Or allergens are hidden under the term "other natural ingredients" in the labeling. Besides that, they show up in unexpected places. Ground peanut shells, for one, are used in wallboard, and when it's cut or sanded they can become airborne irritants.

Parties, delis and restaurants are potential disasters.

"Chefs always pride themselves on being creative with common ingredients," Ms. Munoz said, "and that's where you'll have lots of surprises. We've found peanut butter in brown gravy and crushed nuts in pie crusts."

Michael Johnson, 40, who's allergic to several foods, has become an incessant label reader, but even that doesn't always help, he said.

For instance, some brands of tuna are packed in a vegetable broth that contains peas, an allergen for him.

"I call companies and ask questions and sometimes the response is, 'Why do you want to know?' " he said. "Nobody wants to give away trade secrets."

But he also has encountered companies that are sympathetic and willingly disclose ingredients.

When he shops, he has one rule of thumb: "I won't eat anything with more than 14 letters."

And he tries to stick with the tried and true.

One morning, however, he quickly grabbed a breakfast bar on his way to work. Someone had changed the location of his familiar choice and he accidentally got one that contained peanut butter.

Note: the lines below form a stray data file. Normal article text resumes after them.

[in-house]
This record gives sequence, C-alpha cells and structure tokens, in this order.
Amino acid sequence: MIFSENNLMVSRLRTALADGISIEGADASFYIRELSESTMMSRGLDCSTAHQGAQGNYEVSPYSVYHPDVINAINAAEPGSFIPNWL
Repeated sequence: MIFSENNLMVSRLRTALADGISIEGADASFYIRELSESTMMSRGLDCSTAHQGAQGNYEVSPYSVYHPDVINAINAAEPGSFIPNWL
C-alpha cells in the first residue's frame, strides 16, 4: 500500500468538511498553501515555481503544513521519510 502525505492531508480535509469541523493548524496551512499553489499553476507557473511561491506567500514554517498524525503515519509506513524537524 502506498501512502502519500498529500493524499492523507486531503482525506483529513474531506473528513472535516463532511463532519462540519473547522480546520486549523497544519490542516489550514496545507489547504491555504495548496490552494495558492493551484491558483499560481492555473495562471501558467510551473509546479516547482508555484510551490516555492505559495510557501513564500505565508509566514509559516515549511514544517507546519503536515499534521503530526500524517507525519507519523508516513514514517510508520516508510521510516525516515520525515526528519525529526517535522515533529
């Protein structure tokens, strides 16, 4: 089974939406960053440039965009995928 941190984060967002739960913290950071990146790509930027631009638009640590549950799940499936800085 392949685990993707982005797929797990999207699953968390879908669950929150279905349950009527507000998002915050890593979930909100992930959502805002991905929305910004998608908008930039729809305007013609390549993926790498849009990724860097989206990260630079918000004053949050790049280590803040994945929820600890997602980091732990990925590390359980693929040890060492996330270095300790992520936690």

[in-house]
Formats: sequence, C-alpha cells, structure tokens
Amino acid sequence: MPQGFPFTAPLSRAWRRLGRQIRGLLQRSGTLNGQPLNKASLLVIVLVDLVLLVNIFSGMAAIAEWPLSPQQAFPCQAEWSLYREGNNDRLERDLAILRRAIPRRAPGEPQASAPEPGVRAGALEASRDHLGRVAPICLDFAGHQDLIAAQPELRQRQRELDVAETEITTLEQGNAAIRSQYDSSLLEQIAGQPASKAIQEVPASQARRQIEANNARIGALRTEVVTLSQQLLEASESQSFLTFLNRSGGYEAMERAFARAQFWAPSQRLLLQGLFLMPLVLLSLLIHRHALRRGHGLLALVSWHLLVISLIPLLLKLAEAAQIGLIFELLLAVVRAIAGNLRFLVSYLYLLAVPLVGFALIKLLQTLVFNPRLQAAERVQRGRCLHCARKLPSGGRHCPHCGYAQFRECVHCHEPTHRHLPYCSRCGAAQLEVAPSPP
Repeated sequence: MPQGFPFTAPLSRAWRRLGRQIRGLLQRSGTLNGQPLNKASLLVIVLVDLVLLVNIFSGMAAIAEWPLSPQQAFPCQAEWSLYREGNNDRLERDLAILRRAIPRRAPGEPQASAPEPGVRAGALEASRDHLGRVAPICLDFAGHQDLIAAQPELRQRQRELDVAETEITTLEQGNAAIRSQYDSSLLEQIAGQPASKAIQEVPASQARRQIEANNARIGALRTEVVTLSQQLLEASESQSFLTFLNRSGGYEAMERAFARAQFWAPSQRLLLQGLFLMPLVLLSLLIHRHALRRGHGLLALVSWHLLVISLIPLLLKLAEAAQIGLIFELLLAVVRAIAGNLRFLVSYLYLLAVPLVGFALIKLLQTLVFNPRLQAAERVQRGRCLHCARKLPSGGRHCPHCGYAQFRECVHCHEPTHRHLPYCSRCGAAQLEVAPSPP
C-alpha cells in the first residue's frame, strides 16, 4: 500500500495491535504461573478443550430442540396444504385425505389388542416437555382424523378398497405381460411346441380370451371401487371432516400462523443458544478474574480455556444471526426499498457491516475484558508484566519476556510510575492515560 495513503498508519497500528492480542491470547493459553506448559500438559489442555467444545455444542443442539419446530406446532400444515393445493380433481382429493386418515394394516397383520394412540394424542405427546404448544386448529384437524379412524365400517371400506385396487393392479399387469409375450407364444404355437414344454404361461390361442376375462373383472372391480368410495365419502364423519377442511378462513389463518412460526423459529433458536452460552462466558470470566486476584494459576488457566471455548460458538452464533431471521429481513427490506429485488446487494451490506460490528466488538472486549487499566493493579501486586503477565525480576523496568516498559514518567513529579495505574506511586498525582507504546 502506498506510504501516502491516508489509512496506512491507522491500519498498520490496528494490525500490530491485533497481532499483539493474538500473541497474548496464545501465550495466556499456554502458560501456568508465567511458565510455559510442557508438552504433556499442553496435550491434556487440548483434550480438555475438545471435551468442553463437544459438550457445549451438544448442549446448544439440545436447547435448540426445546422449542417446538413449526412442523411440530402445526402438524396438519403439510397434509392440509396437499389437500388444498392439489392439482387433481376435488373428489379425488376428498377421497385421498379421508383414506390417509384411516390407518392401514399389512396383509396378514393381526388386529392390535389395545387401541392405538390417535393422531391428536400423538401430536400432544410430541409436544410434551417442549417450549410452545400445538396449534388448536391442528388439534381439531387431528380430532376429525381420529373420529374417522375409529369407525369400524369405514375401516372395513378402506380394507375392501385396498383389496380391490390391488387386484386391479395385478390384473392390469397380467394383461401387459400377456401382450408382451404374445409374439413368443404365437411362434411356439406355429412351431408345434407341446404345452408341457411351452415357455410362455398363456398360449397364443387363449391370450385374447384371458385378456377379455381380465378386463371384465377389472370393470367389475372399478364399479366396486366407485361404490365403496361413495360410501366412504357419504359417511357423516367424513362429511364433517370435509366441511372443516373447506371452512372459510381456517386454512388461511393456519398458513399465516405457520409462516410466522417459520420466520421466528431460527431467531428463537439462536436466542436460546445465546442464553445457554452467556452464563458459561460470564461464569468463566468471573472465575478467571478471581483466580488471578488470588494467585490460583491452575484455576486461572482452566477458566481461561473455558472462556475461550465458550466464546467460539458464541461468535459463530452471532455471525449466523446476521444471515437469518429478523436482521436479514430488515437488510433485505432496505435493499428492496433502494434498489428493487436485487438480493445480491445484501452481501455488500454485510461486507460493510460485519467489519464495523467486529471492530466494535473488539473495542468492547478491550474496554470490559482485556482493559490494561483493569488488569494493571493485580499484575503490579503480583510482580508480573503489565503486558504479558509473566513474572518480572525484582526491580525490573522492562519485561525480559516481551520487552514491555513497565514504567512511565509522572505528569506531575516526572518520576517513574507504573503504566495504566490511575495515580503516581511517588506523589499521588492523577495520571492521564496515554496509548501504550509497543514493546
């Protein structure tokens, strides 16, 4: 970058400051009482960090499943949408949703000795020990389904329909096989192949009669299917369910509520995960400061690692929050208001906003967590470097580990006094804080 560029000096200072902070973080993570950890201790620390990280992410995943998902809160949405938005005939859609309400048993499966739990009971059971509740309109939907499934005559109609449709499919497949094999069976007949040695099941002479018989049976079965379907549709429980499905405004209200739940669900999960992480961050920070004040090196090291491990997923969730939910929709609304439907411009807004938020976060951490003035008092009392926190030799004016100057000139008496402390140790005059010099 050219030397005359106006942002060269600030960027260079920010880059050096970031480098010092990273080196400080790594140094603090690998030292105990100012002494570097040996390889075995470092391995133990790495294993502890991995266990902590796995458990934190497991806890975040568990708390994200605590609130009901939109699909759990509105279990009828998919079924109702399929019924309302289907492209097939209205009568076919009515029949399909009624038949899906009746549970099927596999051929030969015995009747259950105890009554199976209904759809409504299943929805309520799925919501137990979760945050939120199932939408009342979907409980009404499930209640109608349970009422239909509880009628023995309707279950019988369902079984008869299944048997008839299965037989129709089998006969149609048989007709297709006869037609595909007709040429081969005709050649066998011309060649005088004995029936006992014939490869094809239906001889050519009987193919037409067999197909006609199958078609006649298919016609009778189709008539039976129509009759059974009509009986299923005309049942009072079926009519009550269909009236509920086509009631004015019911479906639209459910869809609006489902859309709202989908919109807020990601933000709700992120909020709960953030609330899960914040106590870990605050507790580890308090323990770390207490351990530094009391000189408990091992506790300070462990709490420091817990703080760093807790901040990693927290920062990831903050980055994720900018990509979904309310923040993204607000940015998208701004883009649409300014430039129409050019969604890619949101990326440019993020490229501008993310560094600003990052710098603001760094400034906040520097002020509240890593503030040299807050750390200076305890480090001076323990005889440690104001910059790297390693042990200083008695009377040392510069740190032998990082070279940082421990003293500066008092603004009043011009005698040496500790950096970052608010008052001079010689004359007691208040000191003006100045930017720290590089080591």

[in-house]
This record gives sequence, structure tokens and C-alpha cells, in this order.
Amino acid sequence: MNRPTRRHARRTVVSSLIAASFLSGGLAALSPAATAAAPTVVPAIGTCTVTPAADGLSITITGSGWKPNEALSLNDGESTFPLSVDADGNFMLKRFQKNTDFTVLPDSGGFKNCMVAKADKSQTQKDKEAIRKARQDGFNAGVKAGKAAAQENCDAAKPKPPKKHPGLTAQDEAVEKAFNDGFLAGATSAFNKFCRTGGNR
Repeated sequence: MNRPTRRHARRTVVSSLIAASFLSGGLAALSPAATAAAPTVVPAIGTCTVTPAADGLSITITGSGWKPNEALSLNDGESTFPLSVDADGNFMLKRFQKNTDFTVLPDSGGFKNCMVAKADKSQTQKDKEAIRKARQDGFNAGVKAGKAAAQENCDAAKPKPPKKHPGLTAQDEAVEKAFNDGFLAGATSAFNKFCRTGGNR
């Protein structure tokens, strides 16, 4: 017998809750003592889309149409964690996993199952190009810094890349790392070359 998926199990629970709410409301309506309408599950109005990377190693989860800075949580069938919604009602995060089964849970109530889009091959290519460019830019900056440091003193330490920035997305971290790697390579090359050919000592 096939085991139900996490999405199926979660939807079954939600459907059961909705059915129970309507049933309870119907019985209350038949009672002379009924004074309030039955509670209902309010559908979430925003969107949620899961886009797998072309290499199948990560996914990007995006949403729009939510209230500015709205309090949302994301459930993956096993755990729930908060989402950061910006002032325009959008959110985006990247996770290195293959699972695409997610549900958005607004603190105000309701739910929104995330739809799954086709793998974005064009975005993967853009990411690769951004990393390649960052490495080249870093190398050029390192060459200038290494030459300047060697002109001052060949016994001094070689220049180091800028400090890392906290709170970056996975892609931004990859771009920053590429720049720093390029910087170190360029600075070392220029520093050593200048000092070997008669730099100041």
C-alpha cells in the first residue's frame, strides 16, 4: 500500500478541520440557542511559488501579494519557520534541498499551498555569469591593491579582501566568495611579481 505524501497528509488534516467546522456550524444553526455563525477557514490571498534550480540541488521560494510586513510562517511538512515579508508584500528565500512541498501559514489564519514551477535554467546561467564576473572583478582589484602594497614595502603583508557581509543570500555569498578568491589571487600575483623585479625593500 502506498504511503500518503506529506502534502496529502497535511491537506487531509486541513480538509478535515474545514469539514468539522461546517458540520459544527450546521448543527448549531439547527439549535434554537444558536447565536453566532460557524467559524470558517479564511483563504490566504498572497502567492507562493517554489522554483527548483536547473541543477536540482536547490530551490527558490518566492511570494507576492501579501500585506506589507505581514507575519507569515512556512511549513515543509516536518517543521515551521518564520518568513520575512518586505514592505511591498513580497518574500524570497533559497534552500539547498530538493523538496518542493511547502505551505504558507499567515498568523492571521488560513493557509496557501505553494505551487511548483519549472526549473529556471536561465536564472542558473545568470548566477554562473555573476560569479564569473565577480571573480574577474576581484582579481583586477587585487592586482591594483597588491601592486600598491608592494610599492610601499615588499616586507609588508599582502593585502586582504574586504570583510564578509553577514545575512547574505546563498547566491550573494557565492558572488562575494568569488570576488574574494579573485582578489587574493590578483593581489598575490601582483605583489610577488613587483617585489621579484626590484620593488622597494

Fortunately, it was a morning when Johnson, a communications technician for Ferguson Electric, was working at a hospital.

"I was in a severe attack and an employee wheeled me into the ER," Johnson said. "The doctor thought it was a reaction to the weather, because it was 15 below that day. Even today all doctors don't realize that you can run into severe respiratory distress from this."

Johnson said he has become acclimated to living with the condition.

"Literally from the moment I was born, I've had this," he said. "I know I have a responsibility to maintain my health as best I can. I've coped with it all my life. It doesn't stop me from doing anything."

Denise Greene, 21, of Andover in Allegany County, remembers not being able to put her shoes on and having her eyes swell shut when she was a child.

To protect herself, she always took her lunch to school and "I read everything."

Still, one time she ate a piece of candy that had peanuts in it.

"They had to call for an ambulance, and I got shots because my throat was swelling up," she said. "I have to question everything, so we kind of stick to McDonald's because I know what's OK for me there."

Besides avoiding the foods that make them sick, those with allergies spend a fair amount of time explaining to others why they have to be so careful about a pleasure that's so natural to most people.

"Food is used to show affection, to be kind, to nurture social situations," said Ms. Munoz. "When someone has an allergy, they block all those emotions when they have to say, 'What does this have in it?'

"Still, if somebody makes something, you have to ask how it was prepared and then wonder if they gave you correct information. The only thing that tells you whether they did or didn't is whether you have a reaction."